HIV and contraception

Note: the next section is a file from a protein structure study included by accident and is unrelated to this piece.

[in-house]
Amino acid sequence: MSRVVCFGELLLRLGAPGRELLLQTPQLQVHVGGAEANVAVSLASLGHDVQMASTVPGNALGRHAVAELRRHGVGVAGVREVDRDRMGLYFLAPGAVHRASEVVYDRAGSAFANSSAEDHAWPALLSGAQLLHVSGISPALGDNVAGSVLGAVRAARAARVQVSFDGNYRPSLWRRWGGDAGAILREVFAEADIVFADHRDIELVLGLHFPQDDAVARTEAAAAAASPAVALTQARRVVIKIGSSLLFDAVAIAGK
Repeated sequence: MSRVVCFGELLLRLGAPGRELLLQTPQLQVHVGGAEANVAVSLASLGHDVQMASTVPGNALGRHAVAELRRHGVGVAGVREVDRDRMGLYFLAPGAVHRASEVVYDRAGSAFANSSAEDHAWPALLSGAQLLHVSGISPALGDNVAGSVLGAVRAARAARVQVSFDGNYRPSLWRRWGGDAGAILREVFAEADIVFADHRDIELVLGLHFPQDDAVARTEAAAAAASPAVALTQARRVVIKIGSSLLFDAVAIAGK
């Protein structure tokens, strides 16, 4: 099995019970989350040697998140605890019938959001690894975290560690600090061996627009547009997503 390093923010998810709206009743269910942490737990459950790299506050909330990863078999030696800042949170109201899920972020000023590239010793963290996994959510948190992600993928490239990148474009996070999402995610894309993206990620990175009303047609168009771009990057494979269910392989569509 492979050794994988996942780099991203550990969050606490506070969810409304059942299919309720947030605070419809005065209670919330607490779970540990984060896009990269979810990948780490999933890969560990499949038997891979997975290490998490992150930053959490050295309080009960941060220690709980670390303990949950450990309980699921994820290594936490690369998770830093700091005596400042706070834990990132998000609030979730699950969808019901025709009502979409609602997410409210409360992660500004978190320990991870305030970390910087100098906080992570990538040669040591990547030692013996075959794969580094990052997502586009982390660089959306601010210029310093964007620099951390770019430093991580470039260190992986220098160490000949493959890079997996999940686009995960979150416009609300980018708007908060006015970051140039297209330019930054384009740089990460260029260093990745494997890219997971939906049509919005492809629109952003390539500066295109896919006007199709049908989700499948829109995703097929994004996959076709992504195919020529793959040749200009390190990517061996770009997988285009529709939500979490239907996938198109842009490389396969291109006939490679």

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Purpose of reviewContraception is a vital component of medical care for women with HIV or at high risk of acquiring HIV. Over the last several years, there has been emerging evidence regarding the safety and effectiveness of various contraceptive methods, ultimately leading to a revision in the WHO Medical Eligibility Criteria for contraceptive use.Recent findingsProgestogen-only injectables may be associated with an increased risk of HIV acquisition and its use has been revised to category 2 from category 1. Etonogestrel and levonorgestrel levels are lower in women who concurrently use contraceptive implant and efavirenz-based antiretroviral therapy. Multipurpose technology, aimed at providing antiretroviral medication and contraception, is an area of ongoing research but is not yet clinically available.SummaryIt is important for providers who care for women with HIV or at high risk of HIV to inquire about pregnancy intentions. If contraception is desired, these women should be offered all available methods, with counseling regarding possible risks of contraceptive failure or HIV acquisition.

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